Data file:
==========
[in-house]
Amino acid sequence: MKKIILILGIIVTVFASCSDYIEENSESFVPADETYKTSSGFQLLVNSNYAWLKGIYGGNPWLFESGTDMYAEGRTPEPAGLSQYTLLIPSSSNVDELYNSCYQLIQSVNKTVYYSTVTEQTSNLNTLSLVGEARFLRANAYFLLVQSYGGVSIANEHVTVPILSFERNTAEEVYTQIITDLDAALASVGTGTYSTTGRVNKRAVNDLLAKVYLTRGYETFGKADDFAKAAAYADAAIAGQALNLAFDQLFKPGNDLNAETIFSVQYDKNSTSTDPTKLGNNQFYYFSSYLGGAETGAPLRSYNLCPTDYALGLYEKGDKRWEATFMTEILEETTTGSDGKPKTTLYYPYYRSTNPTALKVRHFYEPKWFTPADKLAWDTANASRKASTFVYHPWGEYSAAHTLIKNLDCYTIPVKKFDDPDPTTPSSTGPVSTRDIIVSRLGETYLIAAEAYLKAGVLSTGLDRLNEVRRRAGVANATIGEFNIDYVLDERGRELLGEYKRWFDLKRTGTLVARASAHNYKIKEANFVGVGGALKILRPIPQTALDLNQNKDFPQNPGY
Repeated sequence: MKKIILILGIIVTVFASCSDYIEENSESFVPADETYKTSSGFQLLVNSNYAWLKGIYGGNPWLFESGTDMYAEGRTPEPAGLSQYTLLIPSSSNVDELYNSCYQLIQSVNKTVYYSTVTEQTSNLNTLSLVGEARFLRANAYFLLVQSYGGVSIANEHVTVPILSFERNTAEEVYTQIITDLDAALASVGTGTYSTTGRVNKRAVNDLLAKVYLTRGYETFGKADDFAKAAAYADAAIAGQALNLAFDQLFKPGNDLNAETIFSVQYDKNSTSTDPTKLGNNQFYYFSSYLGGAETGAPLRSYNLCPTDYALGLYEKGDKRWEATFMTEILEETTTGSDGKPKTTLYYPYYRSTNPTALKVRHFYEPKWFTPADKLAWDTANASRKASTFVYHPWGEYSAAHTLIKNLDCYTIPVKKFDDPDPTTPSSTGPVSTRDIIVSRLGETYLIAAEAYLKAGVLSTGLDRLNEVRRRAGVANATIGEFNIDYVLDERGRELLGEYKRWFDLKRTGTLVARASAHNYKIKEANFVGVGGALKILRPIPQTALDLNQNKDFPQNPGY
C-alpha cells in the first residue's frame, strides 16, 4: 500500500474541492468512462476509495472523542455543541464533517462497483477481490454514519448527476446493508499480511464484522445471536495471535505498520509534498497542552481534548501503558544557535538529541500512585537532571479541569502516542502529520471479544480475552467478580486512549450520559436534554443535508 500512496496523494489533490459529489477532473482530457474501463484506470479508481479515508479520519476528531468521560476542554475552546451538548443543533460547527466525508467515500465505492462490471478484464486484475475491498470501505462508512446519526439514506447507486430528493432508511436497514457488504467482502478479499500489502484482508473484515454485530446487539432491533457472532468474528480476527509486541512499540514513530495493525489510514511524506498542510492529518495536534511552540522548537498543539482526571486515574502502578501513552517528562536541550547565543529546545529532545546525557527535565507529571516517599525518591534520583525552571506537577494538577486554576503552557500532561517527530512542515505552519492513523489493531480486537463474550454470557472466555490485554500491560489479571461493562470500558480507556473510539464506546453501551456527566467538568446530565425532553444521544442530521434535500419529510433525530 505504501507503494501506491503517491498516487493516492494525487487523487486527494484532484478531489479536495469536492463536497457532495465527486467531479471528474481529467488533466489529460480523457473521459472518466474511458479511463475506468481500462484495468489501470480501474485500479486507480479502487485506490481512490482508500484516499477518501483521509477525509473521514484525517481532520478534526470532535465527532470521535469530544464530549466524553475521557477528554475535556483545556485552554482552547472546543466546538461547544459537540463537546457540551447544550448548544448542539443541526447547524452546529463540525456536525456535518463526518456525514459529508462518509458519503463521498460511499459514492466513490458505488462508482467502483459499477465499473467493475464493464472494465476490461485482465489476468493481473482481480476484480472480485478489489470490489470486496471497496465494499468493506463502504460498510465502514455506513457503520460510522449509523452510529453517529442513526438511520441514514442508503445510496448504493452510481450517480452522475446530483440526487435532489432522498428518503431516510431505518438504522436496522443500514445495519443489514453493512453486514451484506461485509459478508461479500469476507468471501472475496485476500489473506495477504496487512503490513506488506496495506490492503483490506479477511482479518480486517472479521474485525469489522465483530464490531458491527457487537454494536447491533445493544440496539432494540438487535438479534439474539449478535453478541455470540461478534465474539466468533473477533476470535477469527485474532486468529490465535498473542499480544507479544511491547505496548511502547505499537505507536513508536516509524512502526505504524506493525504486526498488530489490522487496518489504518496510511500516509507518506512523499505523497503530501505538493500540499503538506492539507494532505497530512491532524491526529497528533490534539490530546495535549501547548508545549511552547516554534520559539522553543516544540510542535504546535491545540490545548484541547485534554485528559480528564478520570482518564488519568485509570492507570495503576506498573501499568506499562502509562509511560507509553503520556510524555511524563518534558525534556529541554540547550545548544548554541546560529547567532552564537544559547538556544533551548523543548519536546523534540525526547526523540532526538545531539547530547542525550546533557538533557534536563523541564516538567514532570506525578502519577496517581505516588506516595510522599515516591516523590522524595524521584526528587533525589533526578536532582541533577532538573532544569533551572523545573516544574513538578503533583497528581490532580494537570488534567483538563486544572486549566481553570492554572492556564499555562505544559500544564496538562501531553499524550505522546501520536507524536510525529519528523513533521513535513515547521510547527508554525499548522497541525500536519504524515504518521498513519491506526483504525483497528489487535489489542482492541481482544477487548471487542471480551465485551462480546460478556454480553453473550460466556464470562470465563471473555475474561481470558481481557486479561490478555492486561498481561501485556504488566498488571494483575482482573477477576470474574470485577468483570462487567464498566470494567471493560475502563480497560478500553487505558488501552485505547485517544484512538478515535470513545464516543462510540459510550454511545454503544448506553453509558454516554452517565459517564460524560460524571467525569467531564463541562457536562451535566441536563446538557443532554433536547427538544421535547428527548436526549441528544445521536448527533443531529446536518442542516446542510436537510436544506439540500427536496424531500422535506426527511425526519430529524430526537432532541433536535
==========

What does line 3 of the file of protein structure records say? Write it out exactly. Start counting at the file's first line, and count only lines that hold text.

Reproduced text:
Repeated sequence: MKKIILILGIIVTVFASCSDYIEENSESFVPADETYKTSSGFQLLVNSNYAWLKGIYGGNPWLFESGTDMYAEGRTPEPAGLSQYTLLIPSSSNVDELYNSCYQLIQSVNKTVYYSTVTEQTSNLNTLSLVGEARFLRANAYFLLVQSYGGVSIANEHVTVPILSFERNTAEEVYTQIITDLDAALASVGTGTYSTTGRVNKRAVNDLLAKVYLTRGYETFGKADDFAKAAAYADAAIAGQALNLAFDQLFKPGNDLNAETIFSVQYDKNSTSTDPTKLGNNQFYYFSSYLGGAETGAPLRSYNLCPTDYALGLYEKGDKRWEATFMTEILEETTTGSDGKPKTTLYYPYYRSTNPTALKVRHFYEPKWFTPADKLAWDTANASRKASTFVYHPWGEYSAAHTLIKNLDCYTIPVKKFDDPDPTTPSSTGPVSTRDIIVSRLGETYLIAAEAYLKAGVLSTGLDRLNEVRRRAGVANATIGEFNIDYVLDERGRELLGEYKRWFDLKRTGTLVARASAHNYKIKEANFVGVGGALKILRPIPQTALDLNQNKDFPQNPGY